Someone asked a bit ago (I'm sorry, I can't remember who it was) if Connor is neutered yet or is going to be. The answer is not yet, but probably will be eventually - maybe. I've always been a strong advocate for spaying and neutering and the earlier the better right? Well, turns out earlier isn't better, not for the dog anyway.
Pediatric neutering (and I use that word for both male and female) has now been proven to have some serious health consequences, especially for highly active dogs, (for a good, easy to read overview of the issue click here). To reduce the likelihood of serious joint problems, particularly cranial cruciate ligament tears, it's best to wait until the dog's growth plates have fully closed - this generally happens around 12-14 months. In fact, there are no medical advantages in neutering a male dog. The issue is a lot more complex for females, but it is still best to wait until the dog is over 12 months
Early neutering has also been linked to increased anxiety and fear. Given that Border Collies are already highly prone to developing phobias, holding off on neutering Connor seems like a good idea. However, if he starts peeing on everything, trying to hump peoples legs and go chasing off after female coyotes, I'm very apt to change my mind in a big hurry. Just because there are no medical reasons for neutering male dogs, that doesn't mean that there aren't still a lot of very good reasons for doing so. Neutered dogs are generally a lot easier to live with,
especially if they spend time with other dogs. I see those more as training issues though, not a question of neutering.
Nearly all shelters now spay/neuter as early as 6 weeks old and I have very mixed feelings about this. It is one of the many reasons I ended up NOT getting a shelter dog. The only puppies that I found available at shelters in this area (which were all Pitt Bulls) had been neutered when they were 6 weeks old and I didn't want that. However, I fully understand exactly why they do it. From my own experience in shelter work, I know that if an animal leaves the shelter without being neutered first, it only has about a 1% chance of being neutered later regardless of contracts or pledges. If those animals are male puppies or kittens, they are almost guaranteed to be returned to the shelter when they are between 6 and 10 months old. I've seen it happen over and over and over. I've also seen the boxes full of puppies and kittens that show up a year later. Which is why I still think all shelter animals should be neutered before they get adopted even while I recognize the hypocrisy of not wanting it for my own dog.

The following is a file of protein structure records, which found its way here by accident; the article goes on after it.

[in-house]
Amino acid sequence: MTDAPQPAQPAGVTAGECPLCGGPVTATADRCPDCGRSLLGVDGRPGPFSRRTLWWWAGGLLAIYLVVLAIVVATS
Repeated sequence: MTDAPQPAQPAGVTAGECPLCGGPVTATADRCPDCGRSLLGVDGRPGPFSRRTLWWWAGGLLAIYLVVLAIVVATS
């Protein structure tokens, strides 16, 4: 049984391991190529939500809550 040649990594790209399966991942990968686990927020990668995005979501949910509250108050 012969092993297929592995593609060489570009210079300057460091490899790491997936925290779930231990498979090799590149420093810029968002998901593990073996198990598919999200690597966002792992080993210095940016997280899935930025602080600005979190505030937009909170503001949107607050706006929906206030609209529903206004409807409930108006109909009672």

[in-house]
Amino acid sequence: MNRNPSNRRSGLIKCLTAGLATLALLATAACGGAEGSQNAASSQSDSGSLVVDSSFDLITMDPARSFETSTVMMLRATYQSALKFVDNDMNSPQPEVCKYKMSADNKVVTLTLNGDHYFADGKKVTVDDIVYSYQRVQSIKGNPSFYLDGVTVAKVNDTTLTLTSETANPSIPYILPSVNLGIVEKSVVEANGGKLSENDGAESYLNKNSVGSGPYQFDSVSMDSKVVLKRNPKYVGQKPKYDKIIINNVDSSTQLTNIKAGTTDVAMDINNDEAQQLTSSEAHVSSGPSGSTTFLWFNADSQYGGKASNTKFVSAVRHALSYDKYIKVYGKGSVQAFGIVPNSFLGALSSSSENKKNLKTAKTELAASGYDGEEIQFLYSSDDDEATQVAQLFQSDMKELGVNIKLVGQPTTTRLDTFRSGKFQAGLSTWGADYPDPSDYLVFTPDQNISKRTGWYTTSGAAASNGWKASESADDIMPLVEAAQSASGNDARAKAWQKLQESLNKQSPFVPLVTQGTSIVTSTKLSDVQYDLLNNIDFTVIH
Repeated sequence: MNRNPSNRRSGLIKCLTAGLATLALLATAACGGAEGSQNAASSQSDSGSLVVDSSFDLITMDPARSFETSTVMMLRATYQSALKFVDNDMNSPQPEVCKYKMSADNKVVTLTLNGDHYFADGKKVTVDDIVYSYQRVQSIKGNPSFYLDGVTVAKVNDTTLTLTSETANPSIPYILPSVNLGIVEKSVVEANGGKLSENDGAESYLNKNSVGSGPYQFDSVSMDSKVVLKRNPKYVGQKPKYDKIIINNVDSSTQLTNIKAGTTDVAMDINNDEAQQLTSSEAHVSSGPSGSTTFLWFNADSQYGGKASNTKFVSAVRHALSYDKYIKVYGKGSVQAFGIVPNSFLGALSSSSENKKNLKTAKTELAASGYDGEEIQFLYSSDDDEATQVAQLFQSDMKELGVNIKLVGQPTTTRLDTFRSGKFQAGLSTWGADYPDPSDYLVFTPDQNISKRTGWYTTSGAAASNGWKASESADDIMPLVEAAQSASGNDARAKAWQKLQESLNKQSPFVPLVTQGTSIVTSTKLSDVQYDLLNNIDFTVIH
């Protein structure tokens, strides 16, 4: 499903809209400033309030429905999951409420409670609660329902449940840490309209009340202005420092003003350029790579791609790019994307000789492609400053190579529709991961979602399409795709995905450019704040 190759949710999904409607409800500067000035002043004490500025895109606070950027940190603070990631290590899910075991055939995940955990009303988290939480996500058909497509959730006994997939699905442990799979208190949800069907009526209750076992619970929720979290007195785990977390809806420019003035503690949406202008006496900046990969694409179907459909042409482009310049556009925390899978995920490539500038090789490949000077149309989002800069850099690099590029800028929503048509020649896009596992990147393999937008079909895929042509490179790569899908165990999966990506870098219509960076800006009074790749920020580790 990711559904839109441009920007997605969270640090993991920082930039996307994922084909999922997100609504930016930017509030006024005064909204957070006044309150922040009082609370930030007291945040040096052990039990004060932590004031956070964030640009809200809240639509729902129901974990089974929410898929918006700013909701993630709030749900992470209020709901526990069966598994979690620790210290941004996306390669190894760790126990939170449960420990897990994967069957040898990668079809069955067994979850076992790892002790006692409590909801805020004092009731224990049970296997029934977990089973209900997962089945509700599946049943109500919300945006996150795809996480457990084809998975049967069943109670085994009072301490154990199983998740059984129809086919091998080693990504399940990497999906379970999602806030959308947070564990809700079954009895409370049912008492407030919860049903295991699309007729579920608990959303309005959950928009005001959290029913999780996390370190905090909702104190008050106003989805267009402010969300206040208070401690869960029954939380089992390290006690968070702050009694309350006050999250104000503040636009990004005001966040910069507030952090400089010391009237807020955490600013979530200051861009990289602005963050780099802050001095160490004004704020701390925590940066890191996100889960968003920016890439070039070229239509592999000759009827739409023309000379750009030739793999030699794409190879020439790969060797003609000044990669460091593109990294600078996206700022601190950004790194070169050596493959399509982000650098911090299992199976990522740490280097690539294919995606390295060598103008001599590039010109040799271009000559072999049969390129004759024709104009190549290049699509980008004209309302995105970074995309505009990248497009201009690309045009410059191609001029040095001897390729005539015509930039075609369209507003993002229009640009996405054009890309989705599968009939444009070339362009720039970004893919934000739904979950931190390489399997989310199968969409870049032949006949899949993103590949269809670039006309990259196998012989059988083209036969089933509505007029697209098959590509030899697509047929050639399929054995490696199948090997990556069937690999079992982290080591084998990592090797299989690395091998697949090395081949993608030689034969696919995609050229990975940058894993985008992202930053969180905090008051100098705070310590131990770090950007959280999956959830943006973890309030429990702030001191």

On the other hand, I don't believe that un-neutered shelter dogs are really part of the over-population problem in this area - if over-population is really even the right term for it. Around here, there is a huge overabundance of unwanted pit bulls and a shortage of anything else. The one litter of mixed breed puppies I came across at a shelter three hours from where I live had a waiting list with over a hundred people on it. Those puppies were adopted out within hours of being made available. Another litter of puppies that had been brought up here from down south by a rescue group were adopted out the same day they got here. The problem is not a bunch of un-neutered shelter mutts reproducing indiscriminately, it's irresponsible breeders churning out puppies that no one wants. At the same time, the good breeders produce very few puppies and many have quit altogether because of the stigma attached to breeding.
There are also some other considerations now that didn't exist until a few years ago. New techniques such as zeutering are definitely something to consider. This process renders a male dog permanently sterile without removing the testes. It generally lowers the level of testosterone production without eliminating it altogether so the health issues of early neutering are not an issue. The technique is still very new though and, while it makes sense and seems safe, I have no experience with it. I'd want to learn a lot more about it before trying it on my own puppy.
So, like I said, it's complicated. Regardless of when, or if, or how Connor gets neutered, he is NOT going to be running around making unwanted puppies. He is just five months old right now and it really isn't an issue. If it becomes one....well, I'll figure it out when, or if, the time comes.